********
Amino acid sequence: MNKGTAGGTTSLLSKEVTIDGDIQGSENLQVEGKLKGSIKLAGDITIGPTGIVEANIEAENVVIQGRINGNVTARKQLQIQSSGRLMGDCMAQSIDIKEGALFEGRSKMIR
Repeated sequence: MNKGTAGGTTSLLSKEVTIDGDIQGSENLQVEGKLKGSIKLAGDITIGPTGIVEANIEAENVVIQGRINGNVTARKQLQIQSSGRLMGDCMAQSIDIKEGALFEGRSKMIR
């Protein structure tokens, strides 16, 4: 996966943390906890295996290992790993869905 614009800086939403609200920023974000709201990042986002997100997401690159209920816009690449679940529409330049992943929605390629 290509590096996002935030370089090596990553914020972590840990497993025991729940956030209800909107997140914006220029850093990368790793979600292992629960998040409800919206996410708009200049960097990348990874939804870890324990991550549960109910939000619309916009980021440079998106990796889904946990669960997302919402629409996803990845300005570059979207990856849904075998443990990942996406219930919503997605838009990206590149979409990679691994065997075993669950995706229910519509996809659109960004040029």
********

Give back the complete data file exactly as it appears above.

Amino acid sequence: MNKGTAGGTTSLLSKEVTIDGDIQGSENLQVEGKLKGSIKLAGDITIGPTGIVEANIEAENVVIQGRINGNVTARKQLQIQSSGRLMGDCMAQSIDIKEGALFEGRSKMIR
Repeated sequence: MNKGTAGGTTSLLSKEVTIDGDIQGSENLQVEGKLKGSIKLAGDITIGPTGIVEANIEAENVVIQGRINGNVTARKQLQIQSSGRLMGDCMAQSIDIKEGALFEGRSKMIR
């Protein structure tokens, strides 16, 4: 996966943390906890295996290992790993869905 614009800086939403609200920023974000709201990042986002997100997401690159209920816009690449679940529409330049992943929605390629 290509590096996002935030370089090596990553914020972590840990497993025991729940956030209800909107997140914006220029850093990368790793979600292992629960998040409800919206996410708009200049960097990348990874939804870890324990991550549960109910939000619309916009980021440079998106990796889904946990669960997302919402629409996803990845300005570059979207990856849904075998443990990942996406219930919503997605838009990206590149979409990679691994065997075993669950995706229910519509996809659109960004040029």